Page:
Francesco Caselli, Antonio Ciccone, 09 June 2018

Contributions to the development accounting literature suggest that human capital plays only a modest role in explaining the large income gaps across the world. This column reviews some of these studies to assess the impact of the relative efficiency and relative supply of high- versus low-skilled workers in labour markets. It concludes that differences in skill premia across countries are not due to differences in human capital embodied in skilled workers, but rather to differences in country-specific technological and institutional environments.

Maristella Botticini, 31 May 2018

There is a common misconception that the reason Jewish people are prominent in certain high-skilled and specialised professions is because of historical restrictions on the jobs they were allowed to hold. Maristella Botticini shows why this assumption is wrong, and that the real reason lies in parents' education investment decisions dating back 2,000 years. This video was recorded at the 2018 annual RES conference.

Jonathan Portes, 06 April 2018

Much public and policy concern has focused on the distributional impacts of immigration – in particular, potential negative impacts on employment and wages for low-skilled workers. This column summarises evidence and draws conclusions from the now considerable literature on the impact of migration to the UK on the economy and labour market, including the potential economic impacts of Brexit-induced reductions in migration.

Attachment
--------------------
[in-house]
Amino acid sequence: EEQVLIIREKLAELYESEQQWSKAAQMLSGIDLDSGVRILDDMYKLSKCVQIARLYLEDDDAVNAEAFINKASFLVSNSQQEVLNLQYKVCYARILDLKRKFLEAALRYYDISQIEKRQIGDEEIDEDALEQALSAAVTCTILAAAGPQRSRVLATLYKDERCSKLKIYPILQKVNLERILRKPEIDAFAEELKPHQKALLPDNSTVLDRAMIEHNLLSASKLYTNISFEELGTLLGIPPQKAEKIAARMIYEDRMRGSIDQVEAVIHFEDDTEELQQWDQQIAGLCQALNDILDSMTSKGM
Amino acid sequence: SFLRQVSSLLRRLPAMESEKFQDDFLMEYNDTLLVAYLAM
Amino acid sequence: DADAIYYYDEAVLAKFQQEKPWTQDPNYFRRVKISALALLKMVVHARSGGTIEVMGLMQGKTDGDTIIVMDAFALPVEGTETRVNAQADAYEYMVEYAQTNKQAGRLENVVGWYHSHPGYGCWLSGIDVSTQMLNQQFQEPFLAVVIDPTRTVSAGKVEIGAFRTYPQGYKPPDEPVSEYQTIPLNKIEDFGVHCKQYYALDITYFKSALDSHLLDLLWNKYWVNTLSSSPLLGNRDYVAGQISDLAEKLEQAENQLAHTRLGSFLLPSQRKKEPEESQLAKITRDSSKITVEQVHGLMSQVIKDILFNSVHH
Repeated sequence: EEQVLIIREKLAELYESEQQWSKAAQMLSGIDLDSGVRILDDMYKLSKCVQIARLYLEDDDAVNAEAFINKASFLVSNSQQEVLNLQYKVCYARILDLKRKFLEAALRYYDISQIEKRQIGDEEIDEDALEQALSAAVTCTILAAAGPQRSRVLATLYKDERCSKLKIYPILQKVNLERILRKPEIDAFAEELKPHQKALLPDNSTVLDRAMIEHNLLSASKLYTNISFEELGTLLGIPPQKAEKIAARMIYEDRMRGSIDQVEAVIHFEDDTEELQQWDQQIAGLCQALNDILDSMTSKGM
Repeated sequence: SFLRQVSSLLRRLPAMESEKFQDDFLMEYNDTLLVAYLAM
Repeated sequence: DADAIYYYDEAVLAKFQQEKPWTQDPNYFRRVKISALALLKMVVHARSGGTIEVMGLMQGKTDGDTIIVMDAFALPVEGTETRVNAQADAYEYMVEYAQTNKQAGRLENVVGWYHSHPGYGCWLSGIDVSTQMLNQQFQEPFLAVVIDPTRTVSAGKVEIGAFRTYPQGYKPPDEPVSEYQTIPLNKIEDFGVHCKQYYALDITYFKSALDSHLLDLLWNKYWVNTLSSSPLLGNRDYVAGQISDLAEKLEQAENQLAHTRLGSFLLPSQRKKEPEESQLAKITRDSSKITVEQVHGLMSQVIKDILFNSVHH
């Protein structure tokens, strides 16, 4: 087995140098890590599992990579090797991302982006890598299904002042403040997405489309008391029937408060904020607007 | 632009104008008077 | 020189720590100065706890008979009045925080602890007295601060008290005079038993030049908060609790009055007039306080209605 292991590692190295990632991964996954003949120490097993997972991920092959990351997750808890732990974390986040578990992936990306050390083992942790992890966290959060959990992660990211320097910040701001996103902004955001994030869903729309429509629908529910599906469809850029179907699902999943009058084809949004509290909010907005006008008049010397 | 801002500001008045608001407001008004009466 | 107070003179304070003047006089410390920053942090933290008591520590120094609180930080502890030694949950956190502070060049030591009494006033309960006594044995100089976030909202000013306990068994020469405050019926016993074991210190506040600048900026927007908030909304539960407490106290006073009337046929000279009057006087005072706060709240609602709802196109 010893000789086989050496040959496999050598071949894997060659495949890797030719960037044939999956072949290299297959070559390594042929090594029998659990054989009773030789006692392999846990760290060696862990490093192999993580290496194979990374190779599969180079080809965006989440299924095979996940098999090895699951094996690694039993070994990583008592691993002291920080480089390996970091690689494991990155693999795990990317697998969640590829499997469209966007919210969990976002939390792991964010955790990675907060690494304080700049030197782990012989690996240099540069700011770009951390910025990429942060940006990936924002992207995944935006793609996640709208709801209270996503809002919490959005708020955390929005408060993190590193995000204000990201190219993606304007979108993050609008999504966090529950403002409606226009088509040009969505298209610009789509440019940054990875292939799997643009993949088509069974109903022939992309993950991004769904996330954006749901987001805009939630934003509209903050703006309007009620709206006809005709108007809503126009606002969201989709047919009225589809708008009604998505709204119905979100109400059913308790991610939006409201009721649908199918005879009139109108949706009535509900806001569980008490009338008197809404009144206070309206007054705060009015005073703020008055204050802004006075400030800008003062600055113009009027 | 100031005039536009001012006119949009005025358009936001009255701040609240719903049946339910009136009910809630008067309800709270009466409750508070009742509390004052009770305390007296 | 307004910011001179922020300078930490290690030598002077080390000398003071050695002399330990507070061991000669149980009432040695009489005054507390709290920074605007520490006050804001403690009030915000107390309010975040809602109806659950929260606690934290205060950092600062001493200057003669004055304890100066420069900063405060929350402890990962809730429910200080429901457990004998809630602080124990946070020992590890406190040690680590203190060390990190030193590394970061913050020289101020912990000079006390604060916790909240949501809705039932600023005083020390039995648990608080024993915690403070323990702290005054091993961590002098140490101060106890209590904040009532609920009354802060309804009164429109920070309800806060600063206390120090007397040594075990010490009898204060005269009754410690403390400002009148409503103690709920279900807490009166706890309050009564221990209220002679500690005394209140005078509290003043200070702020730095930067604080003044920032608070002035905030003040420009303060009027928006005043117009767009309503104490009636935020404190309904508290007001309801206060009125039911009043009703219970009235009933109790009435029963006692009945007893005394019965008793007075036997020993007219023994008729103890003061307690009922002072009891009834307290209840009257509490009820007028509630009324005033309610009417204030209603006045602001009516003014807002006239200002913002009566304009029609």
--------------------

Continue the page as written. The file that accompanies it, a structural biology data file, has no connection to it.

Anna Stansbury, Lawrence H. Summers, 20 February 2018

Since 1973, there has been divergence between labour productivity and the typical worker’s pay in the US as productivity has continued to grow strongly and growth in average compensation has slowed substantially. This column explores the causes and implications of this trend. Productivity growth appears to have continued to push workers’ wages up, with other factors to blame for the divergence. The evidence casts doubt on the idea that rapid technological progress is the primary driver here, suggesting rather that institutional and structural factors are to blame.